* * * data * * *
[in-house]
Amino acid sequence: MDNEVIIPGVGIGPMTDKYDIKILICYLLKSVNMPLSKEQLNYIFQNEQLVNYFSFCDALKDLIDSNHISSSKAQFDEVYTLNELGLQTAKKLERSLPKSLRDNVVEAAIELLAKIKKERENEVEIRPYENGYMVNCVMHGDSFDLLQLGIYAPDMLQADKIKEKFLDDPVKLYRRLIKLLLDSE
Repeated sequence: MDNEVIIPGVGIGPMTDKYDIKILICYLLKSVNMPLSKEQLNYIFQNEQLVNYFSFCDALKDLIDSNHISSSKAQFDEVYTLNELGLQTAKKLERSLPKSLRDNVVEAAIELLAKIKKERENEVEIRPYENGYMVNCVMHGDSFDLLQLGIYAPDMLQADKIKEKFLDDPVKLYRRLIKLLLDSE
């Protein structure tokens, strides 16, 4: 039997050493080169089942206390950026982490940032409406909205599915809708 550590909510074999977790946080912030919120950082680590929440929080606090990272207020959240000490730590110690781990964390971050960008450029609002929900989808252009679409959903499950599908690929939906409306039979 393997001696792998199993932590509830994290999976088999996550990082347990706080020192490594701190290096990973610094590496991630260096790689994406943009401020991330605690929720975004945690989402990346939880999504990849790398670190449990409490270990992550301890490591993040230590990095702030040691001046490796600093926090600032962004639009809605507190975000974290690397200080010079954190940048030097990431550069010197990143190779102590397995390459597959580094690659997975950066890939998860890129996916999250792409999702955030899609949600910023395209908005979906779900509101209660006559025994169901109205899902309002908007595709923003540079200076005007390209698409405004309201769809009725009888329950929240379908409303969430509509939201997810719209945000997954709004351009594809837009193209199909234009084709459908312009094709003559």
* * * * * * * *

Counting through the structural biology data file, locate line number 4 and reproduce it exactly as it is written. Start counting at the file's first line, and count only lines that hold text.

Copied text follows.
């Protein structure tokens, strides 16, 4: 039997050493080169089942206390950026982490940032409406909205599915809708 550590909510074999977790946080912030919120950082680590929440929080606090990272207020959240000490730590110690781990964390971050960008450029609002929900989808252009679409959903499950599908690929939906409306039979 393997001696792998199993932590509830994290999976088999996550990082347990706080020192490594701190290096990973610094590496991630260096790689994406943009401020991330605690929720975004945690989402990346939880999504990849790398670190449990409490270990992550301890490591993040230590990095702030040691001046490796600093926090600032962004639009809605507190975000974290690397200080010079954190940048030097990431550069010197990143190779102590397995390459597959580094690659997975950066890939998860890129996916999250792409999702955030899609949600910023395209908005979906779900509101209660006559025994169901109205899902309002908007595709923003540079200076005007390209698409405004309201769809009725009888329950929240379908409303969430509509939201997810719209945000997954709004351009594809837009193209199909234009084709459908312009094709003559």